Voici un exemple de dispositif assez simple, que j’utilise très régulièrement.

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Évaluer avec O365 : état des lieux

book-homework-learning-7354.jpg
Sur la base de mon expérience et de l’état actuel des outils et des services, je propose un état des lieux de l’utilisation d’Office 365 (version éducation) comme espace numérique d’apprentissage (ENA, LMS), et plus particulièrement comme moyen de distribuer, de collecter et d’évaluer des exercices dans le cadre d’évaluations formatives.
Office 365 permet organiser le travail des élèves de différentes manières, avec différents outils. Les outils principaux sont : OneNote (avec le module complémentaire Bloc-notes OneNote pour la classe) et Teams. On peut aussi utiliser le courriel (Outlook), le traitement de texte (Word Online) et le tableur (Excel online), ainsi que les formulaires (Forms). On peut enfin, de manière plus avancée, explorer les usages de Sharepoint et de PowerApps.

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Assessing students with O365: my (current) state of the art

[Originally published in French]

Based on my experience and the current state of tools and services, I propose an inventory of the use of Office 365 (education version) as a digital learning space (or Learning Management System), and more particularly as a means of distributing, collecting and assessing exercises as part of formative evaluations.

Office 365 allows students to organize their work in different ways, with different tools. The main tools are OneNote (with the OneNote Notepad add-on for the class) and Teams. You can also use e-mail (Outlook), word processing (Word Online) and spreadsheet (Excel Online), as well as forms. We can finally, in a more advanced way, explore the uses of Sharepoint and PowerApps.

OneNote

OneNote is an exceptionally versatile application that can be widely recommended. However, I hardly use it to follow the students’ work, because my teaching (philosophy in high school) focuses on writing exercises that I have to follow and mark up. However, in my experience, OneNote does not allow fine tracking of contributions, unlike one can do with MS Word. It does not allow to annotate a word or a sentence by a comment bubble that can give rise to a discussion. There are no automatic notifications or revision histories (at this time). As a result, monitoring students’ work is quite tedious.

Teams

Teams, introduced in 2017, is an application in continuous improvement and already very functional. This platform enables collaboration (via teams and thematic channels) and dynamic integration of multiple external services (via tabs).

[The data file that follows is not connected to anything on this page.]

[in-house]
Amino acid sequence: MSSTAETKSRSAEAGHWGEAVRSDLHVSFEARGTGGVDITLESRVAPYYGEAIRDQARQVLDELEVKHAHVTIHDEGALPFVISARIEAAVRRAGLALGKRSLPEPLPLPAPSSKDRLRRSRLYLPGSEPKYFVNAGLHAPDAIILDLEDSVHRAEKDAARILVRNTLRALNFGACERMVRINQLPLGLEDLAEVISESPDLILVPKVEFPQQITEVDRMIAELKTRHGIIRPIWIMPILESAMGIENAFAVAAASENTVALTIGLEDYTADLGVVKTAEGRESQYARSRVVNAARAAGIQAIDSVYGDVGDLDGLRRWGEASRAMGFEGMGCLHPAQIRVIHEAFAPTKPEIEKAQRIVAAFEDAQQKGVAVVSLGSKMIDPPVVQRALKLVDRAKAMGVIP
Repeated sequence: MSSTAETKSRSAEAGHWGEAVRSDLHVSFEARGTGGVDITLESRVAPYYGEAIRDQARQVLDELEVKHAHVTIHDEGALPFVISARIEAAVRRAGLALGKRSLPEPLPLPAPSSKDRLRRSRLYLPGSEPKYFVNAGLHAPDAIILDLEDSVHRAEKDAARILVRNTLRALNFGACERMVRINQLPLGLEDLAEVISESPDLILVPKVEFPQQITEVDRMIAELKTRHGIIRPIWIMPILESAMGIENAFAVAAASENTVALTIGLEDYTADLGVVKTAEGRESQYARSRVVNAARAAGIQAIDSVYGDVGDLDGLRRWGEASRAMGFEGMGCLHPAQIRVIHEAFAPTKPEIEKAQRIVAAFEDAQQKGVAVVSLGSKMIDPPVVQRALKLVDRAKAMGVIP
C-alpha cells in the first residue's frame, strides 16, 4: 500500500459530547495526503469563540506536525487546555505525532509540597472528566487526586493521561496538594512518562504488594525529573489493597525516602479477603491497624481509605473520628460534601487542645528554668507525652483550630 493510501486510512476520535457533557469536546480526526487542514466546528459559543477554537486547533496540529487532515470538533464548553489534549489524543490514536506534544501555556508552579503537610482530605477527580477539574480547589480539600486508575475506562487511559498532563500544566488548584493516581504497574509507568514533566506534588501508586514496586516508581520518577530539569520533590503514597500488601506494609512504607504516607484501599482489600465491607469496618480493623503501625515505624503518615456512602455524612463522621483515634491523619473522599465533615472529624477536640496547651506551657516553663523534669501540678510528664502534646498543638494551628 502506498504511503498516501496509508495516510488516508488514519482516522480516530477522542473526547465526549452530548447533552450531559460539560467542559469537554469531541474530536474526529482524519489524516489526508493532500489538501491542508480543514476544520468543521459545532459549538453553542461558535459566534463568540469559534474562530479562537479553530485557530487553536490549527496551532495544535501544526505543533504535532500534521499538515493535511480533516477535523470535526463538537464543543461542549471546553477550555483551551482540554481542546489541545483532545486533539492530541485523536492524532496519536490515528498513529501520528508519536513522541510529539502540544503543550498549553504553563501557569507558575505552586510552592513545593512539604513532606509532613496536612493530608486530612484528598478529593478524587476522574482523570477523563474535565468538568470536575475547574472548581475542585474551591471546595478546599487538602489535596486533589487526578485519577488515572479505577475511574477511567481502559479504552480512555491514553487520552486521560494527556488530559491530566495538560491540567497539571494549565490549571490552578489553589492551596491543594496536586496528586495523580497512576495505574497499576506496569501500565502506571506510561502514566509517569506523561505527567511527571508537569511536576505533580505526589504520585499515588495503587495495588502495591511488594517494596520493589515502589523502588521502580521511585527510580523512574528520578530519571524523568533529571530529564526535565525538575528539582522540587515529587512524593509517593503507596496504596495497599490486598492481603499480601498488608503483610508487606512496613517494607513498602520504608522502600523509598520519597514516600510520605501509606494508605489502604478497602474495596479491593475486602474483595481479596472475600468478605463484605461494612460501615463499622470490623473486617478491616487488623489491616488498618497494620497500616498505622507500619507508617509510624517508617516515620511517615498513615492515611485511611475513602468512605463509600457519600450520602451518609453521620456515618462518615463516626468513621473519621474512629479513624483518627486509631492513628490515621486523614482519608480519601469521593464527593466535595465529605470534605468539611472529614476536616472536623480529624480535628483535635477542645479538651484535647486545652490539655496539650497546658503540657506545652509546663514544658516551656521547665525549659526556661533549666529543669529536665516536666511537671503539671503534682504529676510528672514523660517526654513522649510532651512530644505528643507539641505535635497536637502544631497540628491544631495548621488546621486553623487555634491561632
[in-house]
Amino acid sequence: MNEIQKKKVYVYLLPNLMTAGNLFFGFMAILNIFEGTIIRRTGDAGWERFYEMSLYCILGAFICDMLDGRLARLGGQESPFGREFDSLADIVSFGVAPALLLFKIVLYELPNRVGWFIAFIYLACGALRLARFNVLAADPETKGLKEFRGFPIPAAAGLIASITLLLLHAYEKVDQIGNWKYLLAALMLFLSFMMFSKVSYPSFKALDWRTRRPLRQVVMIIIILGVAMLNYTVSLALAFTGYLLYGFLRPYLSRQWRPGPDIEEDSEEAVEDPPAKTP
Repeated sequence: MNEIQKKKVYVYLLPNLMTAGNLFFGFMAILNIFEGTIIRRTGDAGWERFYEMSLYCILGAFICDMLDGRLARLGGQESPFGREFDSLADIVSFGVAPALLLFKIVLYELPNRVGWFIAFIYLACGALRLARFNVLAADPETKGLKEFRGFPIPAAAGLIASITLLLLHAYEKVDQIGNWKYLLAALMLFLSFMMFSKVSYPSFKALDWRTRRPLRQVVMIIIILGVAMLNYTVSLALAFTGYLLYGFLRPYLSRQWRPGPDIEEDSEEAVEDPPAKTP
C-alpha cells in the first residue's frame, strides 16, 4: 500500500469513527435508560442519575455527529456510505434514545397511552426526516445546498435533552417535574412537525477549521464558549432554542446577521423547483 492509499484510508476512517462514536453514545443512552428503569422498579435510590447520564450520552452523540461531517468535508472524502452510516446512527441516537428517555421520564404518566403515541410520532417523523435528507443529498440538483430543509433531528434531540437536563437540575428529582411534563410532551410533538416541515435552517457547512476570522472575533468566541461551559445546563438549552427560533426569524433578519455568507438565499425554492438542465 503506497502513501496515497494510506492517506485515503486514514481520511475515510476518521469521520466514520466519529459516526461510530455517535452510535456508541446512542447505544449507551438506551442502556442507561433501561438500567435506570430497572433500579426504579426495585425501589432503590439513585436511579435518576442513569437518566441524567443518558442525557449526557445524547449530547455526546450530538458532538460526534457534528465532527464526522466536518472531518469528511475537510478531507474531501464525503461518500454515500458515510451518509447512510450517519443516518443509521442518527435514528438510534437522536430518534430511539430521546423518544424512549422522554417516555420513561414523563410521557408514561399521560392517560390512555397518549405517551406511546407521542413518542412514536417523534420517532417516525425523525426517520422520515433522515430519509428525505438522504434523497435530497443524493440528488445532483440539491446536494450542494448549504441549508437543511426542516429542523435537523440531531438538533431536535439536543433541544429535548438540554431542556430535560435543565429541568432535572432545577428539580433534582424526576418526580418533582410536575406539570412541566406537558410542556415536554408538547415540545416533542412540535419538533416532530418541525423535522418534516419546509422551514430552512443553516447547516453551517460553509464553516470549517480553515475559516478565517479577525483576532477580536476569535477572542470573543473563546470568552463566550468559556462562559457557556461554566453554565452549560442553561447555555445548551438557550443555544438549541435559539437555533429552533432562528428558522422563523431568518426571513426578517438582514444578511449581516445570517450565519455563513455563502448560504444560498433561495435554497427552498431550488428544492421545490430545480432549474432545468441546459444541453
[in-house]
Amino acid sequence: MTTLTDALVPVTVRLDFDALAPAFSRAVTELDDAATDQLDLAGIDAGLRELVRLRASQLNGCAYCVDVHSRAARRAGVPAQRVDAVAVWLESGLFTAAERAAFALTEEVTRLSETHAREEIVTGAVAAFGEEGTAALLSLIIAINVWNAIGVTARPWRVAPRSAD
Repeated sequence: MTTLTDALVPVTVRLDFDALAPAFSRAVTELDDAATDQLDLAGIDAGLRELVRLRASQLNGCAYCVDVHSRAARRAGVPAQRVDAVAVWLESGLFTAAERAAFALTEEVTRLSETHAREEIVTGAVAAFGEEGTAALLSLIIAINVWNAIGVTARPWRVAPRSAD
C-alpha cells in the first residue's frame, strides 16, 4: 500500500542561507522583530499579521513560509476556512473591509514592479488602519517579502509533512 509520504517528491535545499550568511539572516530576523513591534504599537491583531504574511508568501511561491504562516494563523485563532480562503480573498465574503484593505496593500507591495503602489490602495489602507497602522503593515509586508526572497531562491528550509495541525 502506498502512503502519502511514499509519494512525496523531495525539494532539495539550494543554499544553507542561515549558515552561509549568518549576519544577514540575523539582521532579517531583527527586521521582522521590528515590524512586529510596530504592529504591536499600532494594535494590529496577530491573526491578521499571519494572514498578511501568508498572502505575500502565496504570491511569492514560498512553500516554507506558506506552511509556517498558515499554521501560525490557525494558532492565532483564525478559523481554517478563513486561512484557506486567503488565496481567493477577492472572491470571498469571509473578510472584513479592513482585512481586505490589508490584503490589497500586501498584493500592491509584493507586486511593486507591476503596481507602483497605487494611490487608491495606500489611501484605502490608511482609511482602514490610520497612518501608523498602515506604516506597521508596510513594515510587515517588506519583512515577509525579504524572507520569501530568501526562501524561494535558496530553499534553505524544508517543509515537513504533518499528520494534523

T

Teams has a special homework management module. For example, an assignment can be distributed to students in a group, including a template or canvas document that will be duplicated for each student. Students’ submissions can then be tracked, with or without permission for late submission. Each work can be examined directly from the Teams interface.

In my experience, it works quite well. Students can write directly into the Teams interface on a Word Online document, then hand it in. The teacher can then review and annotate the work.

However, I note some limitations (which make Google Classroom a more advanced platform than Teams or OneNote, so far, for fine and continuous collaborative work).

• Students cannot see the comments posted in the document until the teacher has returned all the contributions to the whole class.

• The document returned by the teacher is automatically set to read-only for the student. The latter cannot then directly edit the document online (the teacher can nevertheless), but only with the desktop Word application (an improvement on this subject is announced by the Teams development team). The changes will be synchronized if the student logged into his account when Word was launched.

• The student may not resubmit a work, explicitly (with a notification for the teacher). This request seems to be being implemented and has been requested for quite some time.

The management of the work process is, therefore, a bit cumbersome. Indeed, the student must inform the teacher that he has made changes (the teacher not seeing this information spontaneously). It can do this via Teams’ chat service or via email, — but this will scatter information and complicate the follow-up work for the teacher (for example, the link to the document will not be automatically integrated).

In short, following a continuous writing activity can be quite laborious with Teams, in the state of features.

Forms + Word/Excel/Powerpoint…